I don’t think you’re reading the second point of the editorial correctly. How does “minority viewpoints” get translated into viewpoints of minorities? That is a very big linguistic leap of faith (?). You’re assuming that the minorities–whoever they might be–are assuming identical “viewpoints.” Bad assumption!

    You’re a little off today: Terrible Tuesdays? Tomorrow, you regale us with Wacky Wednesdays! It’s an interesting hypothetical, but no likely, we think.

    1. SHG Post author

      You know how often I say to myself, “I sure hope Bill posts the first comment and sets the tone for discussion”?

      1. LocoYokel

        I am also wondering if the phrase “minority viewpoint” might refer to the fact than only 1 or 2 of the jury might hold that belief rather than the whole group of 12. This would then be limiting the ability of just one juror to hang the jury and cause a mistrial or force a not guilty verdict rather than having an unanimous verdict, regardless of whatever SJW fad of the moment might be in effect.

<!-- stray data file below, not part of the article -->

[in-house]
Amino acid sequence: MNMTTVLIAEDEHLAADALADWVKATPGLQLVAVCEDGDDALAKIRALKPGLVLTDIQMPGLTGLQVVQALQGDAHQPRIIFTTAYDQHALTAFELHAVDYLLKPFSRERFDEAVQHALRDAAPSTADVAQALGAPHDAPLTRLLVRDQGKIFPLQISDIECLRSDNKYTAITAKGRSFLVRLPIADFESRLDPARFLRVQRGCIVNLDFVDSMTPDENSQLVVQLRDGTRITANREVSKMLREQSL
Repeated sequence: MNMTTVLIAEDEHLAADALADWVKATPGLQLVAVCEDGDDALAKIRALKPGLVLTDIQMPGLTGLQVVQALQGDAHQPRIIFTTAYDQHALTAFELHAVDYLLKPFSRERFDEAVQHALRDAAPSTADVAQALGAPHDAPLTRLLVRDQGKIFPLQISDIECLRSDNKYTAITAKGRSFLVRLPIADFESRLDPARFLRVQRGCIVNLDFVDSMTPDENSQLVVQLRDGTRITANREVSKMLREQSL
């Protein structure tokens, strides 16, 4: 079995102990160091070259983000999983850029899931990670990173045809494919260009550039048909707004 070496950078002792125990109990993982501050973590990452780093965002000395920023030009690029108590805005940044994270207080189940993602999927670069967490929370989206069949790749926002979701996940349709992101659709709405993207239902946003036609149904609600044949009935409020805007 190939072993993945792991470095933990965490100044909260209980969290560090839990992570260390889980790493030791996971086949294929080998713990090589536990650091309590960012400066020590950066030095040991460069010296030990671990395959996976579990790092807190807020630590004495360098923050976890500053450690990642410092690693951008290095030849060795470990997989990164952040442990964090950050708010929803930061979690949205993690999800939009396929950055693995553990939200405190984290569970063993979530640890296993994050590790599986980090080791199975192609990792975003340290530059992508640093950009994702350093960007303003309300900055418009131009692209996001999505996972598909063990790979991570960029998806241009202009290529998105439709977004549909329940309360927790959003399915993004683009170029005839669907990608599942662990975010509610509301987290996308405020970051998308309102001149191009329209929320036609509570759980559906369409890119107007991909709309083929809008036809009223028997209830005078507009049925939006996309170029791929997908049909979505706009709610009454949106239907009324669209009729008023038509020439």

2. Stan Wolczyk

    Has the intellectual rot seeped so deep in minds of practitioners of identity politics that they can’t champion an issue that benefits all?
    Would their fellow travelers shame them if they didn’t include some divisive drivel?

    Hopefully the Oregon legislature is not distracted by identity politics and makes reforms for all.

    1. PseudonymousKid

      It isn’t as if the op-ed is only championing the issue because of the identity of those affected. That’s simply the topic. It presents two scenarios which it claims were directly connected to the changes in law that were motivated in part by consideration of race. It’s important to recognize why the law was changed in the first place when arguing to switch back. Context and all. It still doesn’t mean that curing racism needs to be the primary motivation of switching back now.

      Simply acknowledging the history and taking it into consideration as part of an argument for change is not identity politics or a distraction. Hopefully, the Oregon legislature considers all relevant circumstances and makes the best decision for the residents there.

      1. SHG Post author